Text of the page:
hort.net Seasonal photo, (c) 2006 Christopher P. Lindsey, All Rights Reserved: do not copy
articles | gallery of plants | blog | tech blog | plant profiles | patents | mailing lists | top stories | links | shorturl service | tom clothier's archive0
Gallery of Plants
Tech Blog
Plant Profiles
Mailing Lists
    Search ALL lists
    Search help
    Subscription info
Top Stories
sHORTurl service
Tom Clothier's Archive
 Top Stories
New Trillium species discovered

Disease could hit Britain's trees hard

Ten of the best snowdrop cultivars

Plant protein database helps identify plant gene functions

Dendroclimatologists record history through trees

Potato beetle could be thwarted through gene manipulation

Hawaii expands coffee farm quarantine

Study explains flower petal loss

RSS story archive

Re: 'Indian Giant' ploidylevel [was:Re: Sauromatum x Pinellia hybrid]

Sorry folks,

I thought that the img-links would work and show the graphs directly...

Maybe its more convienient this way (just scroll down to the bottom of that page):


Best, Bernhard.

-----Original Message-----
> Date: Fri, 21 Jan 2011 15:06:30 +0100
> Subject: [Aroid-l] 'Indian Giant' ploidylevel [was:Re:  Sauromatum x
> Pinellia hybrid]
> From: "StroWi@t-online.de" <StroWi@t-online.de>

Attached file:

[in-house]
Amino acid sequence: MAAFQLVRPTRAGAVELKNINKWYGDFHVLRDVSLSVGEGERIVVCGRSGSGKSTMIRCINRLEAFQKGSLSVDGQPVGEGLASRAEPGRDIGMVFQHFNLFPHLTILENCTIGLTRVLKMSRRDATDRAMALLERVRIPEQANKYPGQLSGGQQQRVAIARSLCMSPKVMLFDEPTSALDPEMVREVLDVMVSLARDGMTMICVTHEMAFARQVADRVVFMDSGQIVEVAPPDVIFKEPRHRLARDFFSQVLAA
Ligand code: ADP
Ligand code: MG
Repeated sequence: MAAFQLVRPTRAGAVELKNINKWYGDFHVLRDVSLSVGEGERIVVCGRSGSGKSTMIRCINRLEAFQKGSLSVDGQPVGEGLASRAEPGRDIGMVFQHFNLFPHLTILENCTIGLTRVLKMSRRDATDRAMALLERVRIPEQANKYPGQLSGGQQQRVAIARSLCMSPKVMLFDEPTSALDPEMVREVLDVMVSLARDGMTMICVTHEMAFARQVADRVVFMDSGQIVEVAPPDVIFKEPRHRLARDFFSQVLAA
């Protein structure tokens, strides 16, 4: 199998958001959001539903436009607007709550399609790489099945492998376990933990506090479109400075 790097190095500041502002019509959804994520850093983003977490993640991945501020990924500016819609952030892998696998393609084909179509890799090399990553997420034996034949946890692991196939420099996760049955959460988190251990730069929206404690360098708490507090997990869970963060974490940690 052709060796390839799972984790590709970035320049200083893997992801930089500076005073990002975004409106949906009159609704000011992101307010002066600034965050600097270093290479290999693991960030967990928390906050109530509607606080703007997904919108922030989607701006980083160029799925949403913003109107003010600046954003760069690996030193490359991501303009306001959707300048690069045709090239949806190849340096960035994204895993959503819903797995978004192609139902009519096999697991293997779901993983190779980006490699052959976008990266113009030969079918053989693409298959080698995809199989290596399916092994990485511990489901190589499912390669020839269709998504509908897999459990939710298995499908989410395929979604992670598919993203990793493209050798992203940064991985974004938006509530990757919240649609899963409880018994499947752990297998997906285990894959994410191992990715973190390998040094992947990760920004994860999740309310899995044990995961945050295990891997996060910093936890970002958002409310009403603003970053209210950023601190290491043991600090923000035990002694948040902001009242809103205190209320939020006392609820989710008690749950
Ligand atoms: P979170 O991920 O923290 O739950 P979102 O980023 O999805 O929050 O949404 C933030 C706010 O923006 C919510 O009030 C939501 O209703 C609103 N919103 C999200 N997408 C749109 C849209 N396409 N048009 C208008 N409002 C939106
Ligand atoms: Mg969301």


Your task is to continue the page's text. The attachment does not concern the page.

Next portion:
> To: "Discussion of aroids" <aroid-l@www.gizmoworks.com>


-----Original Message-----
> Date: Wed, 07 Jul 2010 21:03:55 +0200
> Subject: Re: [Aroid-l] Sauromatum x Pinellia hybrid.... and others...
> From: James Waddick <jwaddick@kc.rr.com>
> To: Discussion of aroids aroid-l@www.gizmoworks.com

> In this same discussion, the cv "Indian Giant' is brought to
> mind. This is a much larger form of S. venosum. Could it be a
> tetraploid? Has anyone compared chromosome numbers to the typical,
> smaller form? And is this, by the way, any more or less hardier than
> the typical form?

Dear Jim W.,


already more than one year ago I compared the ploidy level of a normal form of Typhonium venosum (a genotype/tuber that came from Laos) with my 'Indian Giant' clone that was originally introduced by Tony Avent (Plant Delights Nursery). Furthermore I have the clone that was given to me as T. nubicum. but is probably identical with 'Indian Giant'.

For pictures see: (scroll down to the post from 06.11.2009)


I did not count the chromosomes but used flowcytometry to compare the DNA content.

In short words with this method the DNA content of nuclei is measured after the DNA was stained.

The measured values are shown in a graph.

The first peak represents the cells in the G1-phase; this would give the DNA-content of somatic cells. The second peak represents the nucelar DNA content of cell in the G2-phase after the replication of the DNA before the cell devides.

The graphs show the measurements of T. venosum 'Laos', T.venosum 'Indian Giant' and T. nubicum, respectively.




Best, Bernhard.

However, I did no chomosome counts, but if 'Indian Giant' would be a tetraploid of the normal form of T. venosum, the graph should show a first peak at channel 100 for the G1-nuclei and a second at channel 200 for the G2-nulei. This is not the case; all three clones have the peaks roughly at channel 50 and channel 100.

The results strongly indicate that the three clones do not differ in DNA content and therefore have the same ploidy level.

Aroid-L mailing list

Other Mailing lists | Author Index | Date Index | Subject Index | Thread Index

 © 1995-2017 Mallorn Computing, Inc.All Rights Reserved.
Our Privacy Statement